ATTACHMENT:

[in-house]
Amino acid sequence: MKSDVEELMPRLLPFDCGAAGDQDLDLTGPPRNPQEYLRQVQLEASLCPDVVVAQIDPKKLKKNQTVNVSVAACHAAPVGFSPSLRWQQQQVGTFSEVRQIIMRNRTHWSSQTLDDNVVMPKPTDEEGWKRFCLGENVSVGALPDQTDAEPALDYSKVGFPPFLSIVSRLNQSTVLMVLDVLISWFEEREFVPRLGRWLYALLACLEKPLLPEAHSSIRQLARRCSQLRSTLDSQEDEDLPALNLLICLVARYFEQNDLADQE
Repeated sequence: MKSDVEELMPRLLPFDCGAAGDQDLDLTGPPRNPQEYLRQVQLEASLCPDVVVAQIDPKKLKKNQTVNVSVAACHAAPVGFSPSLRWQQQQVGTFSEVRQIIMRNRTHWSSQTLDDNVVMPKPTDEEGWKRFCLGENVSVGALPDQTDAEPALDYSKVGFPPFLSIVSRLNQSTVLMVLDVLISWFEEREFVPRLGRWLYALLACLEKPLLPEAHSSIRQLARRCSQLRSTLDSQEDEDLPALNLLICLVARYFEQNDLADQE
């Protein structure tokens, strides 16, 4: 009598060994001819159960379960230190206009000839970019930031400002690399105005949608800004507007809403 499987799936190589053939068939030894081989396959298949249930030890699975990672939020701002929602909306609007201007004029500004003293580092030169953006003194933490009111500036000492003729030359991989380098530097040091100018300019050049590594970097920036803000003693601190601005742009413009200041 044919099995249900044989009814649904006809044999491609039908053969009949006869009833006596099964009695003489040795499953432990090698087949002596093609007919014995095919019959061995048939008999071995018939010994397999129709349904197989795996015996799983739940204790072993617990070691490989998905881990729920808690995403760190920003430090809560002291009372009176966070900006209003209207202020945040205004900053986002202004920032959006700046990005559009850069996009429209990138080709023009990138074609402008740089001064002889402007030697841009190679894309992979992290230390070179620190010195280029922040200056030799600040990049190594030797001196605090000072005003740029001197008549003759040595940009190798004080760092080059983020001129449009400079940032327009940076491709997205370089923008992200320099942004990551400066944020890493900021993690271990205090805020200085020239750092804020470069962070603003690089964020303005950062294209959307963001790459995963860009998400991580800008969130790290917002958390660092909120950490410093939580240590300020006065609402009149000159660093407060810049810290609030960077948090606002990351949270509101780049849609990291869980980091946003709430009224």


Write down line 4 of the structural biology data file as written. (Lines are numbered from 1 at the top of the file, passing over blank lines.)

């Protein structure tokens, strides 16, 4: 009598060994001819159960379960230190206009000839970019930031400002690399105005949608800004507007809403 499987799936190589053939068939030894081989396959298949249930030890699975990672939020701002929602909306609007201007004029500004003293580092030169953006003194933490009111500036000492003729030359991989380098530097040091100018300019050049590594970097920036803000003693601190601005742009413009200041 044919099995249900044989009814649904006809044999491609039908053969009949006869009833006596099964009695003489040795499953432990090698087949002596093609007919014995095919019959061995048939008999071995018939010994397999129709349904197989795996015996799983739940204790072993617990070691490989998905881990729920808690995403760190920003430090809560002291009372009176966070900006209003209207202020945040205004900053986002202004920032959006700046990005559009850069996009429209990138080709023009990138074609402008740089001064002889402007030697841009190679894309992979992290230390070179620190010195280029922040200056030799600040990049190594030797001196605090000072005003740029001197008549003759040595940009190798004080760092080059983020001129449009400079940032327009940076491709997205370089923008992200320099942004990551400066944020890493900021993690271990205090805020200085020239750092804020470069962070603003690089964020303005950062294209959307963001790459995963860009998400991580800008969130790290917002958390660092909120950490410093939580240590300020006065609402009149000159660093407060810049810290609030960077948090606002990351949270509101780049849609990291869980980091946003709430009224």